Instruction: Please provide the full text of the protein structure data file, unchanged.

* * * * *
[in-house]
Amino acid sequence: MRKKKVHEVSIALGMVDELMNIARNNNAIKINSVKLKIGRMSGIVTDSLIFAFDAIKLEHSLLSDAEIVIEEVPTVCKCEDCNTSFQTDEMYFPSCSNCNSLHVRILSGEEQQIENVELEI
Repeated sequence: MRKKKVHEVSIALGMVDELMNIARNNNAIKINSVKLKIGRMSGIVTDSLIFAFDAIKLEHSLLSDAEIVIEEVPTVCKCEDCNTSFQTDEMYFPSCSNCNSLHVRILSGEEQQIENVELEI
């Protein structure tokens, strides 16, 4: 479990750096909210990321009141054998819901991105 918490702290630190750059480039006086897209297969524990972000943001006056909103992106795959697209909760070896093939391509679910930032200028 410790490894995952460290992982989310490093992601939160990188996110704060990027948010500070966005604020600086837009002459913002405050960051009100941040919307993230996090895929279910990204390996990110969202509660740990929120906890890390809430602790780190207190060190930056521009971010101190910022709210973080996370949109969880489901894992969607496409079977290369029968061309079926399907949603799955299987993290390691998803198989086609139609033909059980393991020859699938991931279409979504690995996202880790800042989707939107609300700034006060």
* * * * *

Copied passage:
[in-house]
Amino acid sequence: MRKKKVHEVSIALGMVDELMNIARNNNAIKINSVKLKIGRMSGIVTDSLIFAFDAIKLEHSLLSDAEIVIEEVPTVCKCEDCNTSFQTDEMYFPSCSNCNSLHVRILSGEEQQIENVELEI
Repeated sequence: MRKKKVHEVSIALGMVDELMNIARNNNAIKINSVKLKIGRMSGIVTDSLIFAFDAIKLEHSLLSDAEIVIEEVPTVCKCEDCNTSFQTDEMYFPSCSNCNSLHVRILSGEEQQIENVELEI
């Protein structure tokens, strides 16, 4: 479990750096909210990321009141054998819901991105 918490702290630190750059480039006086897209297969524990972000943001006056909103992106795959697209909760070896093939391509679910930032200028 410790490894995952460290992982989310490093992601939160990188996110704060990027948010500070966005604020600086837009002459913002405050960051009100941040919307993230996090895929279910990204390996990110969202509660740990929120906890890390809430602790780190207190060190930056521009971010101190910022709210973080996370949109969880489901894992969607496409079977290369029968061309079926399907949603799955299987993290390691998803198989086609139609033909059980393991020859699938991931279409979504690995996202880790800042989707939107609300700034006060």